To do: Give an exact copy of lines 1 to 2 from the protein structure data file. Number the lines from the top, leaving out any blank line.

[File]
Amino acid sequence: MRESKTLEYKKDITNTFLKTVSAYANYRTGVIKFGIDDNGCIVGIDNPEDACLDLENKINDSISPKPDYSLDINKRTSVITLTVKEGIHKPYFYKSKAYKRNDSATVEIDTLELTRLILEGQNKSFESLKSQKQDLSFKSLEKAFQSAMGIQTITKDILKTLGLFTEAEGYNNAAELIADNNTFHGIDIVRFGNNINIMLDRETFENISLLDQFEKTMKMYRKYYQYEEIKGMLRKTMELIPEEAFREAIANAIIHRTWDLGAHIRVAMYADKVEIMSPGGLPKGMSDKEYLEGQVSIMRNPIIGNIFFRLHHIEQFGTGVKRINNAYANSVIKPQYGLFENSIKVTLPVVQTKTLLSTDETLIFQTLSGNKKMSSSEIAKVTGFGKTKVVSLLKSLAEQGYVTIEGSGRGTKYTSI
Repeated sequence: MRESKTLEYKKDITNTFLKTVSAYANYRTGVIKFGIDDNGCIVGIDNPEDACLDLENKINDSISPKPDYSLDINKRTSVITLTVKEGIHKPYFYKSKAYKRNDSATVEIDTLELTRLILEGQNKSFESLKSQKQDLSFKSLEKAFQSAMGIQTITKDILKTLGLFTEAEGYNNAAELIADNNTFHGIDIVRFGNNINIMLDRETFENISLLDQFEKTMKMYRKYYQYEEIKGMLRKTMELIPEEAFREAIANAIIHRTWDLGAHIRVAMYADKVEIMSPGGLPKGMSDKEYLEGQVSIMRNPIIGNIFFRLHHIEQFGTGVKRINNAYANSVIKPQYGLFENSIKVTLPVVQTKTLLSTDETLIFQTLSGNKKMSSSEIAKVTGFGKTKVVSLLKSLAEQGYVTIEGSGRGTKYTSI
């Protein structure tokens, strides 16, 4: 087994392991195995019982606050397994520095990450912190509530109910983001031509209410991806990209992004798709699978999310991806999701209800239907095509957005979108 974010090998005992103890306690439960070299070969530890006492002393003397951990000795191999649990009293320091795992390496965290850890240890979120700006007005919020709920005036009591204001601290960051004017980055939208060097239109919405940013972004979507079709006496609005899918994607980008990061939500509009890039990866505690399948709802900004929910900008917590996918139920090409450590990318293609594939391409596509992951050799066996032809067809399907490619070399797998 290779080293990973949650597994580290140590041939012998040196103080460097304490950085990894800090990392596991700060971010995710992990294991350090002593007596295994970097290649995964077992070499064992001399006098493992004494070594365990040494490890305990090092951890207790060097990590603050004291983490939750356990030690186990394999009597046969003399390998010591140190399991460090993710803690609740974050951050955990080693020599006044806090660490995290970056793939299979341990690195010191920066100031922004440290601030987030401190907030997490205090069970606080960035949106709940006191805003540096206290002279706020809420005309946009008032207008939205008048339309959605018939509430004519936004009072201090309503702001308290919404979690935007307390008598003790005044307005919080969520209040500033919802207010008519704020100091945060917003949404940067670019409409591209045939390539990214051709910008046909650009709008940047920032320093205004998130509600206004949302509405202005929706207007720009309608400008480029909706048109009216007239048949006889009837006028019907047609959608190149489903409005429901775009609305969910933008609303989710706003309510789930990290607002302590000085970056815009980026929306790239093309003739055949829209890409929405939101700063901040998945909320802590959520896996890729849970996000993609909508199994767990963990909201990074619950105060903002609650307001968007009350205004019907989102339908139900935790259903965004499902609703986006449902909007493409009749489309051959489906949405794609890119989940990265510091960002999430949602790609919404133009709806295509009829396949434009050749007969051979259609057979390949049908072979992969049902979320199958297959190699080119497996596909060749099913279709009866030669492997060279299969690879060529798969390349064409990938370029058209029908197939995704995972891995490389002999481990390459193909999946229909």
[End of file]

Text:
Amino acid sequence: MRESKTLEYKKDITNTFLKTVSAYANYRTGVIKFGIDDNGCIVGIDNPEDACLDLENKINDSISPKPDYSLDINKRTSVITLTVKEGIHKPYFYKSKAYKRNDSATVEIDTLELTRLILEGQNKSFESLKSQKQDLSFKSLEKAFQSAMGIQTITKDILKTLGLFTEAEGYNNAAELIADNNTFHGIDIVRFGNNINIMLDRETFENISLLDQFEKTMKMYRKYYQYEEIKGMLRKTMELIPEEAFREAIANAIIHRTWDLGAHIRVAMYADKVEIMSPGGLPKGMSDKEYLEGQVSIMRNPIIGNIFFRLHHIEQFGTGVKRINNAYANSVIKPQYGLFENSIKVTLPVVQTKTLLSTDETLIFQTLSGNKKMSSSEIAKVTGFGKTKVVSLLKSLAEQGYVTIEGSGRGTKYTSI
Repeated sequence: MRESKTLEYKKDITNTFLKTVSAYANYRTGVIKFGIDDNGCIVGIDNPEDACLDLENKINDSISPKPDYSLDINKRTSVITLTVKEGIHKPYFYKSKAYKRNDSATVEIDTLELTRLILEGQNKSFESLKSQKQDLSFKSLEKAFQSAMGIQTITKDILKTLGLFTEAEGYNNAAELIADNNTFHGIDIVRFGNNINIMLDRETFENISLLDQFEKTMKMYRKYYQYEEIKGMLRKTMELIPEEAFREAIANAIIHRTWDLGAHIRVAMYADKVEIMSPGGLPKGMSDKEYLEGQVSIMRNPIIGNIFFRLHHIEQFGTGVKRINNAYANSVIKPQYGLFENSIKVTLPVVQTKTLLSTDETLIFQTLSGNKKMSSSEIAKVTGFGKTKVVSLLKSLAEQGYVTIEGSGRGTKYTSI